• Demonstrate at least two coordinated crew techniques such as one-lick, leapfrog, and bump-up.
  • Describe procedures for direct attack, indirect attack, and parallel attack and when each procedure would be used.
  • Describe seven variations of natural and constructed fire control line.
  • Demonstrate a thorough familiarity of commonly used terms to describe what the fire is doing and how it affects fire control tactics in ground fuels, surface fuels, and aerial fuels.
  • Recognize threats to control lines and counter by appropriate line practices.
  • Describe and/or identify hazards to firefighters.
  • Describe dozer or tractor plow follow-up procedures. Clean up or break up machine piles and berms, fireproof needed areas, limb trees, prepare and burn out control line, mopup the interior, patrol the control line.
  • Discuss safety procedures which should be followed around engines, dozers, and tractor plows.
  • Follow safety procedures when in an area where retardant/water drops are being made. Demonstrate use of hand signals, position, and placement of tools under a simulated control line condition.



  1. Reduce threat of spotting or slopover by rearranging, removing or fire-proofing fuels near the fireline.
  • Rearrange fuels. Use accepted techniques such as limb-up to reduce ladder fuels and bone yarding.
  • Remove heat source inside and adjacent to control line.
  • Treat fuels outside the fireline.
  • Control a partly dead fire edge.
  • Detect and suppress all spotting and slopovers.
  • Use dry and wet mopup techniques.
  • Construct cup trenches when applicable.
  • Construct water barriers on fireline.
  1. Participate in reducing the threat of fire
    exposure to improved properties.
  • Describe procedures to re-arrange/reduce fuels.
  • Describe or identify procedures to secure hazards.
  • Describe procedures to prepare building/structure.
  • Describe the application of pre-treatment agents (water, foam, gel, blanket).
  1. Follow established procedures in securing the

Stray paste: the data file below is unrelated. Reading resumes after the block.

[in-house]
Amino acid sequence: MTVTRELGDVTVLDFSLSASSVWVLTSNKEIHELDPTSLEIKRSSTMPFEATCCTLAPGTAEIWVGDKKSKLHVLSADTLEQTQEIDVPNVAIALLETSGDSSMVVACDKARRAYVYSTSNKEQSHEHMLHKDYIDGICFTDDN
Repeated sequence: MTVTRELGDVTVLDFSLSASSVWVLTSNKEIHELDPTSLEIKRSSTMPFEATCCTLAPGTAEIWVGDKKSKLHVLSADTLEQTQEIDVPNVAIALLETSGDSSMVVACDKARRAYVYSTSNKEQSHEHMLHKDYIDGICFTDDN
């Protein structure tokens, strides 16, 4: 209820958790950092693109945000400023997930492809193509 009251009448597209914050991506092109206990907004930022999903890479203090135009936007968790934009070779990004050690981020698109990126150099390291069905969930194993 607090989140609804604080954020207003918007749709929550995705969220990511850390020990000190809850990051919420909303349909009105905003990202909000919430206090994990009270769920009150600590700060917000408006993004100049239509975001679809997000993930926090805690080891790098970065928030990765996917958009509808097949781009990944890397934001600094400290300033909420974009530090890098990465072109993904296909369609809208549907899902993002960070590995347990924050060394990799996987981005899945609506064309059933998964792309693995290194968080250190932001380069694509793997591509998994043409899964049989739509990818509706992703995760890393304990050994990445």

• Continually inspect condition of tools, equipment, and gear. Maintain or replace as appropriate.
  • Follow established safety procedures when working around fireline equipment.
  • Identify hazards and safety procedures when working around fireline machinery.
  • Identify hazards to other firefighters and supervisor.
  1. Check condition of firing devices and prepare
    for use.
  • Check condition of firing devices appropriate for “blackline” burnout.
  • Prepare a drip torch for use. Mix fuel, inspect, assemble, and fill torch.
  • Ignite, use, and extinguish drip torch or fusee. Observe established safety procedures.
  • Use expedient firing methods. Demonstrate use of a tool to drag burning materials along ground. Use of matches,
    rags on a stick or other available devices.
  1. Follow specified firing sequence and
    coordinate efforts with other personnel.
  • Follow specified firing sequence. Firing will be completed in timely manner following agency safety procedures and directions of CRWB or Single Resource Boss Firing (FIRB).
  • Coordinate with other personnel. Follow instructions of supervisor or FIRB.
  • Report conditions and activities which seem unsafe or counter productive. Apply Standard Fire Orders and Watch Out Situations.
  1. Use a systematic procedure for locating and
    suppressing fire within the assigned areas.
  • Locate and suppress fire within assigned area. Use a systematic procedure and appropriate mopup actions.
  • Mopup systematically. Progress from hottest area to coldest. Plan a beginning and ending point. Work inward from control line.
  1. Detect or locate hot materials or burning fuels.
  • Use all senses to find hot materials to be mopped up. Use sight, touch, smell, hearing, and mechanical devices to aid detection.
  1. Detect and suppress covered fuels.
  • Detect and suppress covered fuels in machine piles.
  • Detect and suppress banked fuels.
  • Identify several possible hazards.
  1. Maintain some form of communication with
    designated personnel.
  • Get clear instructions from supervisor on what, how, and when to report. Repeat instructions to verify clear understanding of orders and expectations.
  • Maintain good communications with the crew and supervisor. Use radio, hand signals, written messages, voice (yelling), and use of runners.
  1. Identify situations which warrant immediate action and/or reporting.
  1. Conduct self in a professional manner.
  • Respectful and courteous as an organized crew member. Fair, responsible, punctual, physically fit, and responsive to work assignments. Perform work safely.
  • Respect those persons having different cultural variance, minorities, and women. Respectful of others.